Is Dockerfile only for building container images or we can do more with it? How about using Docker multi-stage builds to compile binaries, run tests, and other operations typically performed before building container images?
k3d is a lightweight wrapper to run Rancher k3s in Docker. k3d allows us to create single-node and multi-node k3s clusters in Docker, for local development on Kubernetes, or as temporary testing environment.
Portainer is the definitive open source container management tool for Kubernetes, Docker, Docker Swarm and Azure ACI. It allows anyone to deploy and manage containers without the need to write code. Continue reading →
Skaffold allows us to build, push, and deploy applications into any Kubernetes environment by combining a myriad of tools like Docker, Kaniko, Bazel, jib, Buildpacks, Helm kpt, Kustomize, kubectl, etc.
Dockershim has been deprecated in Kubernetes 1.20 and is scheduled to be removed in 1.22. That effectively killed Docker in Kubernetes. When your clusters are concerned, it is dead. What should we do about that?
The setup of a development environment tends to be complicated, time-consuming, and expensive.
Gitpod changes the way we think about development environments. It gives us an IDE to write code, all the tools we need to compile our applications, run tests, and do whatever else we might be doing. It gives us the infrastructure we need. It allows us to onboard anyone into any project instantly.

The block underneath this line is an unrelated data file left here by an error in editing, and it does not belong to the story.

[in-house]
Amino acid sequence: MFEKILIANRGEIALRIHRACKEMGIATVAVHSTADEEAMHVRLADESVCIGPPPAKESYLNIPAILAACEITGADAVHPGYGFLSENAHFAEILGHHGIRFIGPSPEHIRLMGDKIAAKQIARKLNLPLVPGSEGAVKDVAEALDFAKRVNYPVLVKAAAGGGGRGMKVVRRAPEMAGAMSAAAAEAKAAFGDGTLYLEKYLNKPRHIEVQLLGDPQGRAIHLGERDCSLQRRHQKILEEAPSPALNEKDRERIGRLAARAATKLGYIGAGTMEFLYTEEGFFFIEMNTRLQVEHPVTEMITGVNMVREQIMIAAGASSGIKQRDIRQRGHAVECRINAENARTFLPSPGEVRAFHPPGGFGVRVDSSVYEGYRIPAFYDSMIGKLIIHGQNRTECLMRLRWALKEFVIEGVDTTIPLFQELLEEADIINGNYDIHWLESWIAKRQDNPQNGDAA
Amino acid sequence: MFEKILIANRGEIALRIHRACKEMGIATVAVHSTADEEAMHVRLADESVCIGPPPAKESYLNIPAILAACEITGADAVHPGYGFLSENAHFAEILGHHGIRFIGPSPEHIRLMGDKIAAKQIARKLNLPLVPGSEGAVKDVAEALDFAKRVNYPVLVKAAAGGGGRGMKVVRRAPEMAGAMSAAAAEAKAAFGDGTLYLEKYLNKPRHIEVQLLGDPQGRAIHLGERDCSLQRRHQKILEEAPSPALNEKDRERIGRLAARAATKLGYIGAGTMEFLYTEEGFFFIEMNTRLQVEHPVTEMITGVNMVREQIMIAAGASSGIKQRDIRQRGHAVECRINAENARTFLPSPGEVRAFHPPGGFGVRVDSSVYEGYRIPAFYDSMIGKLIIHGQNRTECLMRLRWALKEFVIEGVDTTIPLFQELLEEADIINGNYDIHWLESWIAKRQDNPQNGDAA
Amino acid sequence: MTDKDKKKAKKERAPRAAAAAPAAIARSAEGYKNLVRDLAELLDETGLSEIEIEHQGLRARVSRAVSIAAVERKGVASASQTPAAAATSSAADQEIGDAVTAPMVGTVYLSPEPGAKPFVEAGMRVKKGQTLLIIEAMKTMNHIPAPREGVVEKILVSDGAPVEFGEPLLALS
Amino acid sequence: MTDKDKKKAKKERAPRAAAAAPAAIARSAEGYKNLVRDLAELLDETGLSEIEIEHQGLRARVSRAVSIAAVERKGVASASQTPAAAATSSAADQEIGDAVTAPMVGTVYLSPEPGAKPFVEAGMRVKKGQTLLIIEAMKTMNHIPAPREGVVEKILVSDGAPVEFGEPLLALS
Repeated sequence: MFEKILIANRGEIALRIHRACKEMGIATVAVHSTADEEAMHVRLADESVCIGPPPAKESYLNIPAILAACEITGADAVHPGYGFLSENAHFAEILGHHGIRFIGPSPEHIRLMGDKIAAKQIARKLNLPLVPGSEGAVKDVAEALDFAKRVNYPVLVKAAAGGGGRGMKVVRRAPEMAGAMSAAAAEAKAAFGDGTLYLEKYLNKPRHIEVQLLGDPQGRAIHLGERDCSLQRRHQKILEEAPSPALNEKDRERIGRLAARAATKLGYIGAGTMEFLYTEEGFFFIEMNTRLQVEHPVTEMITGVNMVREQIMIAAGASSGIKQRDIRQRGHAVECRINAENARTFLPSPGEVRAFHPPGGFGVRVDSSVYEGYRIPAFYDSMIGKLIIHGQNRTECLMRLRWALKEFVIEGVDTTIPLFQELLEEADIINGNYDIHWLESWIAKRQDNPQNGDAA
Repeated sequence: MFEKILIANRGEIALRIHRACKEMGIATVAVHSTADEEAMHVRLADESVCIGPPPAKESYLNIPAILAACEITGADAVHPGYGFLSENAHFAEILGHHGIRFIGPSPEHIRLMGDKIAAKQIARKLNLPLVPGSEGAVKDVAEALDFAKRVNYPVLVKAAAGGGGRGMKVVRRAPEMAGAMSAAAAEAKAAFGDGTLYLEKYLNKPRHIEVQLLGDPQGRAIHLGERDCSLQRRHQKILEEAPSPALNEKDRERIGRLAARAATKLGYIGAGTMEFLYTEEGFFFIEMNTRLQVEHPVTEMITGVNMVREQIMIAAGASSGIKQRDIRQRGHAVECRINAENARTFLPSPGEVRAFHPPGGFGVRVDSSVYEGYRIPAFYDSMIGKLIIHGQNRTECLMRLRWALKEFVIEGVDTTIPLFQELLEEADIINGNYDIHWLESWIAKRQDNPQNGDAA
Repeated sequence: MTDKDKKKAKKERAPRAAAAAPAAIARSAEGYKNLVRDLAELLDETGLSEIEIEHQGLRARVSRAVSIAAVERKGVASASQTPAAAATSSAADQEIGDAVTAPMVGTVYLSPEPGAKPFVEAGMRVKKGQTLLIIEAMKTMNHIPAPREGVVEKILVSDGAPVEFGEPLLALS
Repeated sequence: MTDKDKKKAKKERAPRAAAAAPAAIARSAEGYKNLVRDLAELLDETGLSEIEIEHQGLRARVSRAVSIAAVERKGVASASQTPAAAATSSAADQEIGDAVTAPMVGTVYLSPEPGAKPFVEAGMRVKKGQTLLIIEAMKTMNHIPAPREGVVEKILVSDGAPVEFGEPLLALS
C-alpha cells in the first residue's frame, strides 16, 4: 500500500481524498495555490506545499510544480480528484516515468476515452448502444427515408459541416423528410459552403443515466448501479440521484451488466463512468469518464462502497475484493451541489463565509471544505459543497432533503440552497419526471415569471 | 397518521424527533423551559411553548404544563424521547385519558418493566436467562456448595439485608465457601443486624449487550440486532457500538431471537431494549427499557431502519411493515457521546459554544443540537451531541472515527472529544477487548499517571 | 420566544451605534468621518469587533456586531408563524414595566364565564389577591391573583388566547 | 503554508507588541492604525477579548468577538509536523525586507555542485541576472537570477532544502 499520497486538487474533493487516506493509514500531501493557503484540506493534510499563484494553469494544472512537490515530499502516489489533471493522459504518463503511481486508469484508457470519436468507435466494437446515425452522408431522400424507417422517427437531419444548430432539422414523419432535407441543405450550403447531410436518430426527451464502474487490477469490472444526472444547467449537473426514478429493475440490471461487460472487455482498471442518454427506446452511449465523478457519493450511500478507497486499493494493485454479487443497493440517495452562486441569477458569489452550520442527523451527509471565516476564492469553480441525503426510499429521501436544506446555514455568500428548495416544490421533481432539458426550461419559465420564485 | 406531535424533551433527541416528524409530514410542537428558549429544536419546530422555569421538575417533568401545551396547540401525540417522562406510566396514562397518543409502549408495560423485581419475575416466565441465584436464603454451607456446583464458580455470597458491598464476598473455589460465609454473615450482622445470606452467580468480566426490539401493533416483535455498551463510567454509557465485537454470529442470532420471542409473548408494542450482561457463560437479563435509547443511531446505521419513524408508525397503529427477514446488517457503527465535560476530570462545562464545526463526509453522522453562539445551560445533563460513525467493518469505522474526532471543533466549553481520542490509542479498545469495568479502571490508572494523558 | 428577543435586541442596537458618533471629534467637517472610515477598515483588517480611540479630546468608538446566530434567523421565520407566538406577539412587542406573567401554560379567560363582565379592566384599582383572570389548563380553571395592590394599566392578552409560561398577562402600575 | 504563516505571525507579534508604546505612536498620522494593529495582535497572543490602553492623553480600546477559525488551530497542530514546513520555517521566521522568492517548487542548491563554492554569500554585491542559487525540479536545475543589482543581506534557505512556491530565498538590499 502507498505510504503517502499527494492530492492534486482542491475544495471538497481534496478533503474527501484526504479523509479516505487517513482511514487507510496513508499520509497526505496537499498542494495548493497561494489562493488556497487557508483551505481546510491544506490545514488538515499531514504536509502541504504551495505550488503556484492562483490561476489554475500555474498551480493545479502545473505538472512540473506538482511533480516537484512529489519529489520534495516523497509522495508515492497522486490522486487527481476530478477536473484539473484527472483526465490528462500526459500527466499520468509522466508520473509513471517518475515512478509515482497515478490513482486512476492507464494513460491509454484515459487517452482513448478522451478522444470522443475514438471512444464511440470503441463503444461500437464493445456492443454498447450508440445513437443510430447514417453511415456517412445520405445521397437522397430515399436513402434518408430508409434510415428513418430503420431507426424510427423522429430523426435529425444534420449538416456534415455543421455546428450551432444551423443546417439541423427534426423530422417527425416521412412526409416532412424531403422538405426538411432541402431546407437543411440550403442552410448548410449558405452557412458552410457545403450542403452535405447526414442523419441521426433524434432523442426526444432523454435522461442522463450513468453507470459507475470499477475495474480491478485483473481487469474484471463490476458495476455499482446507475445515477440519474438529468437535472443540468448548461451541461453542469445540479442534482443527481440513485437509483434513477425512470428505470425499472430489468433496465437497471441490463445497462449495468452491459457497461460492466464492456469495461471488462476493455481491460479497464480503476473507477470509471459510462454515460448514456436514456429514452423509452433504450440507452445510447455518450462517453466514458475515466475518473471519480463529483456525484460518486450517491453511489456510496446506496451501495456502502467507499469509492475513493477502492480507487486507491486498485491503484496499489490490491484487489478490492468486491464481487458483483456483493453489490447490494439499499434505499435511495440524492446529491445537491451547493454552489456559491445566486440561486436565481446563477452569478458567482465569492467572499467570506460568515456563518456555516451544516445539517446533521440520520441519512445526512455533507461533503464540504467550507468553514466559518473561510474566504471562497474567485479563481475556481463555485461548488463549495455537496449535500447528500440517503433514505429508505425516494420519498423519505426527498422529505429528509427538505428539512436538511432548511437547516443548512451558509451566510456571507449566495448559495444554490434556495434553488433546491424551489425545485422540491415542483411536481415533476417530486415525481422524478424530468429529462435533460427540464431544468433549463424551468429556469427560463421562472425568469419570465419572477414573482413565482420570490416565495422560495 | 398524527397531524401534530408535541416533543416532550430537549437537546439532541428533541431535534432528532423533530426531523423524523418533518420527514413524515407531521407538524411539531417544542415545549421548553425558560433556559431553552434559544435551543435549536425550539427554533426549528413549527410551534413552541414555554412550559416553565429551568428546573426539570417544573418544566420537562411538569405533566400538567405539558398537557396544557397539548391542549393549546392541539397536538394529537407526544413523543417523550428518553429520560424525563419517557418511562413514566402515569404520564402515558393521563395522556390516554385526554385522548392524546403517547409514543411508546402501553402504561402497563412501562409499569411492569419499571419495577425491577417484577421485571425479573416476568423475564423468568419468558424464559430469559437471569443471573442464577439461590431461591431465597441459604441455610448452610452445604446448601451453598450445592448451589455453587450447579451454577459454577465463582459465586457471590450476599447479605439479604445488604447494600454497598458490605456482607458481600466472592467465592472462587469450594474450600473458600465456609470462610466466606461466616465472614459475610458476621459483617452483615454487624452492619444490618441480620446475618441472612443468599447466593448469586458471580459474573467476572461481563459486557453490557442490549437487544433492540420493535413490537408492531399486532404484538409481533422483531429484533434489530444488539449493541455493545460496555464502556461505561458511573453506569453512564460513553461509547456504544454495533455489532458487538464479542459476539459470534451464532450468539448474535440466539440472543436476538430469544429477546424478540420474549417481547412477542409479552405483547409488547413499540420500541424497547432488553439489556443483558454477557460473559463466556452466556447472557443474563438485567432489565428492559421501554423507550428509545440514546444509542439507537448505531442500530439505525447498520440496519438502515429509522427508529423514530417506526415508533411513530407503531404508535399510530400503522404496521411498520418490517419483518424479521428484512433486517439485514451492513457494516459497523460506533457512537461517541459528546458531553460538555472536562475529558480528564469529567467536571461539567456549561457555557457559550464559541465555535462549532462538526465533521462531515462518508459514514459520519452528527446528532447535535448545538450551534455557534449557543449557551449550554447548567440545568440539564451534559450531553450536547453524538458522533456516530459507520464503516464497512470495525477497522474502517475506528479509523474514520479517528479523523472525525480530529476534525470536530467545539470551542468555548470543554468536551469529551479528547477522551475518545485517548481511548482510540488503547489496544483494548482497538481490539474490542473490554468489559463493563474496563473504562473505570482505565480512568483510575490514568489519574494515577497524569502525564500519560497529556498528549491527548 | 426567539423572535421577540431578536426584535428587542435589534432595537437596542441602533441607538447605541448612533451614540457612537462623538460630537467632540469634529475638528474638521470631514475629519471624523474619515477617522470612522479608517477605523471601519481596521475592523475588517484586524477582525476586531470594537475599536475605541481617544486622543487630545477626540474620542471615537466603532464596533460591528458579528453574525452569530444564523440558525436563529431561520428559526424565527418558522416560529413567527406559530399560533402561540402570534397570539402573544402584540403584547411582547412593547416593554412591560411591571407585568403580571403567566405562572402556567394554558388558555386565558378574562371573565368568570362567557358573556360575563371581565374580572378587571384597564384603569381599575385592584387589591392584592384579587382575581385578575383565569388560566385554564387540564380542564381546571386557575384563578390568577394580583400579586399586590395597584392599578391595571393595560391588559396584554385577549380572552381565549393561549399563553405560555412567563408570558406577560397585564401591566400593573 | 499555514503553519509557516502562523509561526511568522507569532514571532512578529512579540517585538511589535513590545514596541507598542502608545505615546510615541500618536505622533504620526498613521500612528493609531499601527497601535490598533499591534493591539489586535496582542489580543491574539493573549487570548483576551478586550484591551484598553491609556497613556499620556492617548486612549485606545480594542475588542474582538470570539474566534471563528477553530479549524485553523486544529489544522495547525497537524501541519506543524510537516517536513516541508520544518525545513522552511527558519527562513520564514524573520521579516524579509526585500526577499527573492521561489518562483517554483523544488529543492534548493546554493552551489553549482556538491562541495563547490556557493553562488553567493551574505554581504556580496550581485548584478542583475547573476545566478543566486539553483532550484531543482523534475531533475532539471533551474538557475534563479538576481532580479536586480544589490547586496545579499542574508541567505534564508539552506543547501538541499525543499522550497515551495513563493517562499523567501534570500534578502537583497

How do we build container images inside containers running in a Kubernetes cluster? Docker is a bad option since it cannot run inside containers. Using it requires communication to the Docker engine running in cluster nodes. Even if that security concern is not enough, Dockershim is deprecated in Kubernetes 1.20 and will be (or already is) removed from 1.22. That means that alternative container engines like ContainerD will take its place. In other words, using Docker is not even an option anymore.
Kaniko comes to the rescue. It is a tool to build container images from a Dockerfile, inside a container or Kubernetes cluster.
Software development is hard. It takes years to become a proficient developer, and the tech and the processes change every so often. What was effective yesterday, is not necessarily effective today. The number of languages we code in is increasing. While in the past, most developers would work in the same language throughout their whole carrier, today it is not uncommon for a developer to work on multiple projects written in different languages. We might, for example, work on a new project and code in Go, while we still need to maintain some other project written in Java. For us to be efficient, we need to install compilers, helper libraries, and quite a few other things. Continue reading →
The difference between continuous integration, delivery, and deployment is not in processes, but in the level of confidence we have in them.
The continuous deployment process is relatively easy to explain, even though implementation might get tricky. We’ll split our requirements into two groups. We’ll start with a discussion about the overall goals that should be applied to the whole process. To be more precise, we’ll talk about what I consider non-negotiable requirements. Continue reading →